OAKLAND -- Police Chief Anthony Batts was viewed as a savior of the Oakland Police Department in his first month on the job.

After first turning down the position, the former Long Beach police chief decided to heed the call from Oakland officials desperate to find a charismatic leader for a troubled department.

Batts didn't disappoint.

He immediately went on a tour of the city, attending hundreds of community meetings, giving rousing speeches and listening patiently as residents hammered him with their frustration over a department that appeared unable to stem violent crime.

Batts made Oakland hopeful that its police department could change and become a partner with the community.

"The way he would go through a neighborhood, we never had anybody like that who seemed to really care," said Marilyn Harris, founder of the Khadafy Washington Foundation for Non-Violence. "He inspired a lot of people when he came. He talked to the people, and he really listened to them."

So it was no surprise Tuesday that residents said they were saddened by Batts' resignation, but most said it was not completely unexpected.

In his almost two-year tenure in Oakland, Batts began to lose the glow that surrounded his arrival.

A budget deficit at City Hall forced a massive reduction of the police force. A federal judge declared that the department was failing miserably in its attempt to reform after the Riders police misconduct scandal. Violent crime was on the rise.

And then, it was revealed this year that Batts was looking for a new job, in San Jose.

Batts was not chosen to lead the San Jose Police Department, but his decision to seek the job angered many who began to question his commitment to Oakland despite his attempts to quell the outrage.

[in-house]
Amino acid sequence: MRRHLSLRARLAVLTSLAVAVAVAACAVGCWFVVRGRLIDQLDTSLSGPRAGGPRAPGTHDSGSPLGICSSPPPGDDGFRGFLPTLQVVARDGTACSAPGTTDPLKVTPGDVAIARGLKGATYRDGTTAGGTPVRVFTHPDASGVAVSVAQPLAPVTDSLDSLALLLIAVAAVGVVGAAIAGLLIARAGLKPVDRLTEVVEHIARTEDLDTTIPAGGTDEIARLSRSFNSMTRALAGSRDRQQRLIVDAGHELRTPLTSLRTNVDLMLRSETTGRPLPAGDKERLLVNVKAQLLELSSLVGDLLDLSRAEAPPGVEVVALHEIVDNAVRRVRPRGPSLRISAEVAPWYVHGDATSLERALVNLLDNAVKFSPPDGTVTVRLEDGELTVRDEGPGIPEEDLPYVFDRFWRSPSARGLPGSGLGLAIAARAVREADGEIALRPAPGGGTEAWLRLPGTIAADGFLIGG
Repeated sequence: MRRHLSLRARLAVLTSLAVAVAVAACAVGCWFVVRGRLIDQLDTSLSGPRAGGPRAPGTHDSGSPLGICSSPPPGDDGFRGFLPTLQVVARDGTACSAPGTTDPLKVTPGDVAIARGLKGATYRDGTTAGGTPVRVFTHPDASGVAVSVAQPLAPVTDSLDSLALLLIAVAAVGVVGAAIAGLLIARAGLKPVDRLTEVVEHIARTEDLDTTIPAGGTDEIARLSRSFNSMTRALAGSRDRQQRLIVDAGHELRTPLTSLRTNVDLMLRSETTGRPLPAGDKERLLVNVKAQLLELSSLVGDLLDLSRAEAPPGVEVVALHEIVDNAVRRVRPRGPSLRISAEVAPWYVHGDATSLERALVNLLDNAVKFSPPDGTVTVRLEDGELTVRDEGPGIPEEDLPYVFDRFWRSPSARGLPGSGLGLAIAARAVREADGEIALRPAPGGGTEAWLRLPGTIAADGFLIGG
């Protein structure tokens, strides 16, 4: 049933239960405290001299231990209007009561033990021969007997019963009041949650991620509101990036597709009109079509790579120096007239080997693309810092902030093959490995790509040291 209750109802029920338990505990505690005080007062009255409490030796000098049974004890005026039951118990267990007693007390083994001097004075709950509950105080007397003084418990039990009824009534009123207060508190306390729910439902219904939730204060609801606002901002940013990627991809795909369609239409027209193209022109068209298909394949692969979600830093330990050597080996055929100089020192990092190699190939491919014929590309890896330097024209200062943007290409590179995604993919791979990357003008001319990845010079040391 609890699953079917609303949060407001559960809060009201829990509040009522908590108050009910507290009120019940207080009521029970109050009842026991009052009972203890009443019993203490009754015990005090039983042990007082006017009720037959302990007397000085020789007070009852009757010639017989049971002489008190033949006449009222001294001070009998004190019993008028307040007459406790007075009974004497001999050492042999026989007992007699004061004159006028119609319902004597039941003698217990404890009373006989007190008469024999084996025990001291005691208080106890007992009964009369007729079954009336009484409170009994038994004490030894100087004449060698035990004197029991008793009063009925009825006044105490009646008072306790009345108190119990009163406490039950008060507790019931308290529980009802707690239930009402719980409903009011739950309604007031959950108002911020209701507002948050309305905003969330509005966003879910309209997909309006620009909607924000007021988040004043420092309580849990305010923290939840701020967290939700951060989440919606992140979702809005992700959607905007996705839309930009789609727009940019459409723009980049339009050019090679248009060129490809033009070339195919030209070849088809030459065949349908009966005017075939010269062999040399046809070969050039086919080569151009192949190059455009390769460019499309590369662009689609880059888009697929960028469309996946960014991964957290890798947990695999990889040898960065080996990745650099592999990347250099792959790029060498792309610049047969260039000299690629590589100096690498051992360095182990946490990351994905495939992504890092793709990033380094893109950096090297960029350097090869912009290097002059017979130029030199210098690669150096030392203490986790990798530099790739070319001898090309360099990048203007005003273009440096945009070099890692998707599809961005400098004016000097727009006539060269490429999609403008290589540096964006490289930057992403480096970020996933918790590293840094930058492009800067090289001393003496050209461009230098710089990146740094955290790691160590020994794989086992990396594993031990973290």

"Most of the damage was done when the San Jose position became in play," said Don Link, leader of the Shattuck Neighborhood Crime Prevention Council. "At that point, most cops and a lot of residents viewed him as a short-timer."

Attorney John Burris, whose lawsuit against the department over the Riders scandal resulted in the federally mandated reforms, agreed that Batts' decision to seek the San Jose job hampered the chief's ability to lead in a trying time.

"There is no question that once he made that effort, the rank-and-file did not trust his commitment," Burris said. "It sent the wrong message to the officers and the community."

While many had placed their full faith in Batts and what they believed was his ability to lead, they said Tuesday that his departure does not leave the city hopeless.

"We hope the city can identify someone else who can work on strategies that will unify this community," said Ron Synder, executive director of Oakland Community Organizations. "We need to."

In fact, some groups cheered Batts' decision, saying his recent support of a curfew and the creation of additional civil gang injunctions was in contrast to his stated commitment to work with the community.

"The Stop the Injunction Coalition sees Batts' resignation ... as an opportunity to address public safety in a way that doesn't rely on costly, ineffective and destructive gang injunctions," said a statement from the group opposed to gang injunctions.

But Harris said finding a new chief with the same hope that Batts brought to the job will be difficult.

"Who are they going to put in there now?" she said. "I would love to know who would want this job."